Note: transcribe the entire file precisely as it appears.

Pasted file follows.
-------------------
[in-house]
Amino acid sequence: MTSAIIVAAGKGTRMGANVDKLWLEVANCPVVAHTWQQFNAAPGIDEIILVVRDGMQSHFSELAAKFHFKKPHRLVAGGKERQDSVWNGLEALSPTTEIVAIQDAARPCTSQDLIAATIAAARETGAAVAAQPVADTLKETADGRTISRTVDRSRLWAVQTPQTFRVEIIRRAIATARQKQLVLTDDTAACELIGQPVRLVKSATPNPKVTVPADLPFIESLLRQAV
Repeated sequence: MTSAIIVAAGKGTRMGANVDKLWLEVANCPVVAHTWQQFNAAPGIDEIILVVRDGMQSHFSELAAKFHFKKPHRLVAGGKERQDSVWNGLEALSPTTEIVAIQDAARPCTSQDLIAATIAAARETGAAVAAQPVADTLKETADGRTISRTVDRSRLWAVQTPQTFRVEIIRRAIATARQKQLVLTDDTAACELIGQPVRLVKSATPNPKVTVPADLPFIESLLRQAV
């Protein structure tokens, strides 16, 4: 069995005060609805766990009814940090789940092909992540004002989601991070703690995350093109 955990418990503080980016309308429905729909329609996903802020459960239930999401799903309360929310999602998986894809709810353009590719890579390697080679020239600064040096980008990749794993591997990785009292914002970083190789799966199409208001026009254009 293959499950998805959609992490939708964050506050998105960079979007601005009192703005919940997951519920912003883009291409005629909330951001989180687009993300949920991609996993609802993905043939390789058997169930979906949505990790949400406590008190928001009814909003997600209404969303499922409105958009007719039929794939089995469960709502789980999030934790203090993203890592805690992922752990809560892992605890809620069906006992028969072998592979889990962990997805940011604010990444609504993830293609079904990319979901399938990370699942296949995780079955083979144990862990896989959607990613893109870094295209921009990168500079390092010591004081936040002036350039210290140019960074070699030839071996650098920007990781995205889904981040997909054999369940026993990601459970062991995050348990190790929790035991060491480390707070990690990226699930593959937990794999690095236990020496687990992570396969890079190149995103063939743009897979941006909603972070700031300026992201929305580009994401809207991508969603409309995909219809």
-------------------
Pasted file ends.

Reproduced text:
[in-house]
Amino acid sequence: MTSAIIVAAGKGTRMGANVDKLWLEVANCPVVAHTWQQFNAAPGIDEIILVVRDGMQSHFSELAAKFHFKKPHRLVAGGKERQDSVWNGLEALSPTTEIVAIQDAARPCTSQDLIAATIAAARETGAAVAAQPVADTLKETADGRTISRTVDRSRLWAVQTPQTFRVEIIRRAIATARQKQLVLTDDTAACELIGQPVRLVKSATPNPKVTVPADLPFIESLLRQAV
Repeated sequence: MTSAIIVAAGKGTRMGANVDKLWLEVANCPVVAHTWQQFNAAPGIDEIILVVRDGMQSHFSELAAKFHFKKPHRLVAGGKERQDSVWNGLEALSPTTEIVAIQDAARPCTSQDLIAATIAAARETGAAVAAQPVADTLKETADGRTISRTVDRSRLWAVQTPQTFRVEIIRRAIATARQKQLVLTDDTAACELIGQPVRLVKSATPNPKVTVPADLPFIESLLRQAV
């Protein structure tokens, strides 16, 4: 069995005060609805766990009814940090789940092909992540004002989601991070703690995350093109 955990418990503080980016309308429905729909329609996903802020459960239930999401799903309360929310999602998986894809709810353009590719890579390697080679020239600064040096980008990749794993591997990785009292914002970083190789799966199409208001026009254009 293959499950998805959609992490939708964050506050998105960079979007601005009192703005919940997951519920912003883009291409005629909330951001989180687009993300949920991609996993609802993905043939390789058997169930979906949505990790949400406590008190928001009814909003997600209404969303499922409105958009007719039929794939089995469960709502789980999030934790203090993203890592805690992922752990809560892992605890809620069906006992028969072998592979889990962990997805940011604010990444609504993830293609079904990319979901399938990370699942296949995780079955083979144990862990896989959607990613893109870094295209921009990168500079390092010591004081936040002036350039210290140019960074070699030839071996650098920007990781995205889904981040997909054999369940026993990601459970062991995050348990190790929790035991060491480390707070990690990226699930593959937990794999690095236990020496687990992570396969890079190149995103063939743009897979941006909603972070700031300026992201929305580009994401809207991508969603409309995909219809």